Casus Belli [Troy Esquibel]

The reasons and motives that existed prior to the battle of Salamis, are long and complex, so I will try to explain the situation as concisely and with as much brevity as possible. The tension first arose with the Athenian support of the Ionian Rebellion against Darius the 1st in 499 B.C. and was further exasperated by the execution of Persian ambassadors by Athens and Sparta in 491 B.C. After the death of King Darius, his successor, Xerxes, continued the battle against the Hellenes and rampaged his way from Thrace (modern-day Northeastern Greece), all the way through the Greek mainland and eventually into Athens. The reasons and motives for the Greek speaking world were clear; their language, culture, and political way of life were at risk of extinction by the encroaching Persian empire. The motives for the Greeks was not only personal survival, but cultural survival.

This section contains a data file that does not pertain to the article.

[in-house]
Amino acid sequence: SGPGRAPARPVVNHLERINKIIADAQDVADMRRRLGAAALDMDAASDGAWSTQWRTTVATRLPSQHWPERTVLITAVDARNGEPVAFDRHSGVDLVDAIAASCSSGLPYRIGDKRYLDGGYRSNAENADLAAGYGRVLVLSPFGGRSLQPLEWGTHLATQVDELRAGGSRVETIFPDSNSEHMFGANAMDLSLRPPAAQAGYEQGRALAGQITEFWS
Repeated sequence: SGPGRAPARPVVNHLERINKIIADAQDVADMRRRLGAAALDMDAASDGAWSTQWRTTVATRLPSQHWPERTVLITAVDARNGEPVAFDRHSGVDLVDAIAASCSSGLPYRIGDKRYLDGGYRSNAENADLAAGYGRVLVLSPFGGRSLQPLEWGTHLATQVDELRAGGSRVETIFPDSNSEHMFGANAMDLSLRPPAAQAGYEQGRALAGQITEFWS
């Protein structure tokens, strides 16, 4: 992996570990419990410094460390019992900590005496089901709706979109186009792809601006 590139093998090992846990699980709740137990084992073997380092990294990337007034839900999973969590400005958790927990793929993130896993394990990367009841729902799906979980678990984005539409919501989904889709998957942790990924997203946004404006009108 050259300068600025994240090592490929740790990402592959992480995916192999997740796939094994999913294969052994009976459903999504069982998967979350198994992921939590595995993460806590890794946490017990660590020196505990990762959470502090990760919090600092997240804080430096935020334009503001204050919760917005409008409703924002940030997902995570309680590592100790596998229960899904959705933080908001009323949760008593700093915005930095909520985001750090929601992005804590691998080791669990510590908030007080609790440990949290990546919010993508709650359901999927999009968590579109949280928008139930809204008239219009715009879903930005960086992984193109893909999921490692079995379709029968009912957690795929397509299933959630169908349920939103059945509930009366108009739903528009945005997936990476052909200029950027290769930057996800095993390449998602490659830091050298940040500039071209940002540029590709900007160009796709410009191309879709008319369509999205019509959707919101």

Location [Nathan Blue]

The battle of Salamis took place in the inside and around the Strait of Salamis outside of Athens. The straight is 1.73 miles long, and 1 mile across. While the Greek Allies had maneuverability with a small fleet, the larger numbers of the Persian fleet prevented them from navigating the waters during the battle as smoothly. Roughly only 600 ships total could get through the natural bottle neck, they had to come into the battle moving west. The Greek ships could be stationed facing the north along the coast, giving them the advantage hitting many ships from the side. The rising sun would have not been problematic for either fleet other than general low visibility at dawn, and with the battle ending at night, once again no issues for either side in particular. The battle would have to be fairly closely packed with the shores of either side of the straight being risky to row nearby.



The battle outside of Salamis might have been a different story. The Persians had a ground advantage should they have chosen to march on foot, and outside of the straight the Persians had at least the open ocean to take advantage of.


Strategy and Tactics [Troy Esquibel]